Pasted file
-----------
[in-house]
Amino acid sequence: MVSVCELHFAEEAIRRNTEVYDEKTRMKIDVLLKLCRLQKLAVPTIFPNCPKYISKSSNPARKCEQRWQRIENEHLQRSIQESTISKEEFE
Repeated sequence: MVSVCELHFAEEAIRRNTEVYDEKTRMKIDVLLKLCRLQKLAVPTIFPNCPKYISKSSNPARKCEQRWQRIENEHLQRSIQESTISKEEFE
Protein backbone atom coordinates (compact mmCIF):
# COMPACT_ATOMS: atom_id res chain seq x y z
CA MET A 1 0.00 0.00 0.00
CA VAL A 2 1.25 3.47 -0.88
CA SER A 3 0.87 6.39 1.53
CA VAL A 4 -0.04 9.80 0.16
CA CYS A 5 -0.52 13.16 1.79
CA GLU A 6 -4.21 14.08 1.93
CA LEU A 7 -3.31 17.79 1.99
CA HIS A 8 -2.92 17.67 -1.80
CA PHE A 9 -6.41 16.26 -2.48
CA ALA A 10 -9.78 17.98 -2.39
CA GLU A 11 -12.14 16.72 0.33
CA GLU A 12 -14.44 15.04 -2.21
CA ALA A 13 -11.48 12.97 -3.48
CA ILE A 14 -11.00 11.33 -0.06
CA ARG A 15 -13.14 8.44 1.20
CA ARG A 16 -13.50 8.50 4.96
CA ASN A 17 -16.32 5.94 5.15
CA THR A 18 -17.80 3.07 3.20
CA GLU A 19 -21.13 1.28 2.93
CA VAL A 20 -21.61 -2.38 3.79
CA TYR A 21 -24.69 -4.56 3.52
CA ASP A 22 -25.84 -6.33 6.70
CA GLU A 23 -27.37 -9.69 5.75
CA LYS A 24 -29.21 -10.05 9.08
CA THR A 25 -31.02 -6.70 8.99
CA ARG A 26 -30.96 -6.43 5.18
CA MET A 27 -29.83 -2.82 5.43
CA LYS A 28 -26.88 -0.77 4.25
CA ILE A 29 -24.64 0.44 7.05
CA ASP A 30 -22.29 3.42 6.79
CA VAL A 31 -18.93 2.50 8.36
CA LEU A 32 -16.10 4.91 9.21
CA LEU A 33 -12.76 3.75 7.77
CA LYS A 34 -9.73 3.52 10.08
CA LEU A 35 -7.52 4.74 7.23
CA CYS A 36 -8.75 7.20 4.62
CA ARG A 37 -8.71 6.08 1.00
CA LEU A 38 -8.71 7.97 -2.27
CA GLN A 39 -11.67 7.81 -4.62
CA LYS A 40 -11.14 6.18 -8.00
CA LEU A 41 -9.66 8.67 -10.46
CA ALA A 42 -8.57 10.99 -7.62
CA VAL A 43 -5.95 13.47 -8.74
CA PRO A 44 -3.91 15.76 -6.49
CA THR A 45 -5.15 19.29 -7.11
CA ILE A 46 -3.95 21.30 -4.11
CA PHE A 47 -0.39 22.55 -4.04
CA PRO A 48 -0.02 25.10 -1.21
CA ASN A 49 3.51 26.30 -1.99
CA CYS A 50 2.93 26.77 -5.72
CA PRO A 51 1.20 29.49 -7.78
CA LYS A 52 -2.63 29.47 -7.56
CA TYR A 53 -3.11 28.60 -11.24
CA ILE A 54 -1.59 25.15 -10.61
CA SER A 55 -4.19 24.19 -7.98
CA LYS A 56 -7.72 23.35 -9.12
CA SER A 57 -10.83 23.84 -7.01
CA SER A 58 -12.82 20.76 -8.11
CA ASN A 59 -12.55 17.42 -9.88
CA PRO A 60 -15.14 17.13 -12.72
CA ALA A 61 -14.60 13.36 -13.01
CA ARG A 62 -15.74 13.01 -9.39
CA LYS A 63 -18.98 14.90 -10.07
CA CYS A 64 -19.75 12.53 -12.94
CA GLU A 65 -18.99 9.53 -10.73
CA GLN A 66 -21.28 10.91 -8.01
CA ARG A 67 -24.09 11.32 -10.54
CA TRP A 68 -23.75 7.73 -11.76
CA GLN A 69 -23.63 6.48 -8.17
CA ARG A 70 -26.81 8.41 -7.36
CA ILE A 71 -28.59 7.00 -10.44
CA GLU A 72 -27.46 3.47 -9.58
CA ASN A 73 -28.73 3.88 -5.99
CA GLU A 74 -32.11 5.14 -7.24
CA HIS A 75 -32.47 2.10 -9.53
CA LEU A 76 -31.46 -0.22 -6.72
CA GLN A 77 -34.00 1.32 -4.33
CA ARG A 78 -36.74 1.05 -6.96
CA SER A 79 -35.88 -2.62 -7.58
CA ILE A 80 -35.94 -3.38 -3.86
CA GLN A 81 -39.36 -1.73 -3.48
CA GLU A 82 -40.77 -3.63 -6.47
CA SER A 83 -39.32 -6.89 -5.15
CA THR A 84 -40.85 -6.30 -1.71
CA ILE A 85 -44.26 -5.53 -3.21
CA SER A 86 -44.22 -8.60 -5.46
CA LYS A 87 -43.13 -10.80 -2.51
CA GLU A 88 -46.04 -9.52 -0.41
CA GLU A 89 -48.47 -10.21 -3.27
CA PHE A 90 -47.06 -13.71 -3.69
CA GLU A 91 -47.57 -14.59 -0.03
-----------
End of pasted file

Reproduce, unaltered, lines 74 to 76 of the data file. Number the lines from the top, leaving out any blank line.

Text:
CA GLN A 69 -23.63 6.48 -8.17
CA ARG A 70 -26.81 8.41 -7.36
CA ILE A 71 -28.59 7.00 -10.44